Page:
In the past two months, international crude oil prices have fallen from a high level, and even fell to about 60 US dollars per barrel. Some professionals believe that low international oil prices are theoretically the right time to implement fuel tax reform.
Cha Daojiong, director of the International Energy Strategy Research Center of Renmin University of China, believes that the drop in international oil prices has theoretically created conditions for China to implement fuel tax reform.
However, he also said that as a public good, the price change of oil will ultimately be borne by consumers. Therefore, a series of issues such as how much fuel tax is collected, where it will be used after collection, and who will supervise it will need to be carefully studied by the relevant departments.
"A barrel of crude oil goes from Saudi Arabia to Shanghai to refineries and gas stations. There are value chains, cost chains, and interest chains in the middle, not to say that the decline in international oil prices and the decline in domestic oil prices will be as simple as that," he said.
China formally proposed a fuel tax in 1994. The Highway Law passed by the National People's Congress in 1997 proposed that "fuel surcharges be used instead of road maintenance fees." The topic of when to levy a fuel tax becomes the focus of society's attention almost every year. One of the reasons for the delay in introducing fuel taxes is the continued rise in international oil prices.
According to Xie Xuren, director of the State Administration of Taxation, fuel tax has been included in China's tax reform focus during the "11th Five-Year Plan" period. Minister of Finance Jin Renqing also said that the introduction of a fuel tax is unwavering, but it is necessary to find a suitable time.
In fact, China has long done various preparations for the introduction of fuel taxes, such as the formulation of specific plans, and even tax tickets have been prepared. However, in recent years, international oil prices have continued to run at a high level and factors such as the interests of all parties have been taken into consideration. This has disrupted prior arrangements, and the introduction of fuel taxes has been delayed.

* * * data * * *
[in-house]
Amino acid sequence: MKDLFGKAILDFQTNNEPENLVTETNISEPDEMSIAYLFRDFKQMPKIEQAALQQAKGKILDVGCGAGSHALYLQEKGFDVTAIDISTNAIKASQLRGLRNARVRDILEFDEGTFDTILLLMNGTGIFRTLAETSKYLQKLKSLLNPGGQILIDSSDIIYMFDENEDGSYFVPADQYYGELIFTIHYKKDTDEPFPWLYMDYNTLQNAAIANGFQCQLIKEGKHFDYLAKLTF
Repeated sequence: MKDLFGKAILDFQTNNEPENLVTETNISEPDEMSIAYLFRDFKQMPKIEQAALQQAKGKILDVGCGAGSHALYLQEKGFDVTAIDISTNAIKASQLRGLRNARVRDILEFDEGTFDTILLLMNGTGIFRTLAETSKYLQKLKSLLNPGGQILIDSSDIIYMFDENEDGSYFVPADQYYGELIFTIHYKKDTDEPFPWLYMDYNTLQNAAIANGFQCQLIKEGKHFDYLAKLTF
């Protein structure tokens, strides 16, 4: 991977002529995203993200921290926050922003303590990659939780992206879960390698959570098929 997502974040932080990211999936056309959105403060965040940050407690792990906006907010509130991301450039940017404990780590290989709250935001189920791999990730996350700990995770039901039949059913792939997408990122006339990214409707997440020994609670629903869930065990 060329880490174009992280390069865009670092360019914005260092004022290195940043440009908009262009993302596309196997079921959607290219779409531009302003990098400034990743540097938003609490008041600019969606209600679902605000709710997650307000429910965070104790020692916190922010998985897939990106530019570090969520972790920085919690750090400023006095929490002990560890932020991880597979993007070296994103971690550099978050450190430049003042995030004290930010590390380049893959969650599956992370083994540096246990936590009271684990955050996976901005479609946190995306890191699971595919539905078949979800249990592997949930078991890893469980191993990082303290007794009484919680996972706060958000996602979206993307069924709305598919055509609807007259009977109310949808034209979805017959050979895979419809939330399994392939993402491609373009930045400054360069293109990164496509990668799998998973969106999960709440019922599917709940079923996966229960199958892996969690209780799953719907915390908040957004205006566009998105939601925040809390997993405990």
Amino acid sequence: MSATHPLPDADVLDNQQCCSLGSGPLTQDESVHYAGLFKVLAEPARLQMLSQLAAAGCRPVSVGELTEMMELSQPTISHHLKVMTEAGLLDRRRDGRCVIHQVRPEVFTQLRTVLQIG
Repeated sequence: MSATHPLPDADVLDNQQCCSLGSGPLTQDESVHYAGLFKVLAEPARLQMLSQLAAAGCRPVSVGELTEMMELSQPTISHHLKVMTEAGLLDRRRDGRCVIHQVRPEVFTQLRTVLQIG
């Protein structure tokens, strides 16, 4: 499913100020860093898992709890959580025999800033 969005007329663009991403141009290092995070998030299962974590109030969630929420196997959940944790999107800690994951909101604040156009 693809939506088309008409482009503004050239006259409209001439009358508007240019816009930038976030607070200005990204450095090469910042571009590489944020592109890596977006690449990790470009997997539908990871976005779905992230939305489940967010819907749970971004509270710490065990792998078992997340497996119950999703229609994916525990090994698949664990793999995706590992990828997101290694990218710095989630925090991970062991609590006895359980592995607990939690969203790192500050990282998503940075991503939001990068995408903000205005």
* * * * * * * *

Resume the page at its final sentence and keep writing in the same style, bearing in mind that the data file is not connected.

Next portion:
"China will closely track changes in international oil prices, study and improve fuel tax reform programs, and actively create conditions to promote the introduction of fuel taxes as soon as possible." Deputy Minister of Finance Liao Xiaojun also said a few days ago.
According to Jin Renqing, the Minister of Finance, the Chinese government has not launched fuel tax reforms based on two concerns:
First, the design of fuel tax will not increase the tax burden of all consumers as a whole, but because some consumers and individuals use different amounts of fuel, the structural burden will change. Such as buses and taxis will pay more taxes, which will inevitably increase their burden. Similarly, similar situations will occur in other sectors, creating upward pressure on prices.
Second, international oil prices have been operating at a high level recently. The introduction of fuel tax is likely to increase the burden on enterprises and have a negative impact on the entire economy.
According to statistics, 30% of China's imported oil is consumed by cars, and some auto manufacturers have also stated that it is imperative to set a timetable for the introduction of the "fuel tax" as soon as possible. Because as long as you have a car, you have to pay for it if you do n’t get on the road. This virtually creates a lot of cars that do n’t need to go on the road, which wastes energy and increases congestion.
According to officials from the China Development and Reform Commission, China ’s oil prices currently do not include road construction and maintenance costs. This is the difference between China ’s oil price structure and foreign countries. European countries' oil prices include fuel taxes. At the same time, for the purpose of environmental protection and the suppression of petroleum resource consumption, heavy taxes are imposed on the consumption of gasoline and diesel. The proportion of fuel taxes in retail prices usually exceeds 50%, and the highest is more than 70%.
Jia Xinguang, chief analyst of China Automotive Industry Consulting Development Corporation, said that with the increase in China's oil consumption, the implementation of this policy is urgent.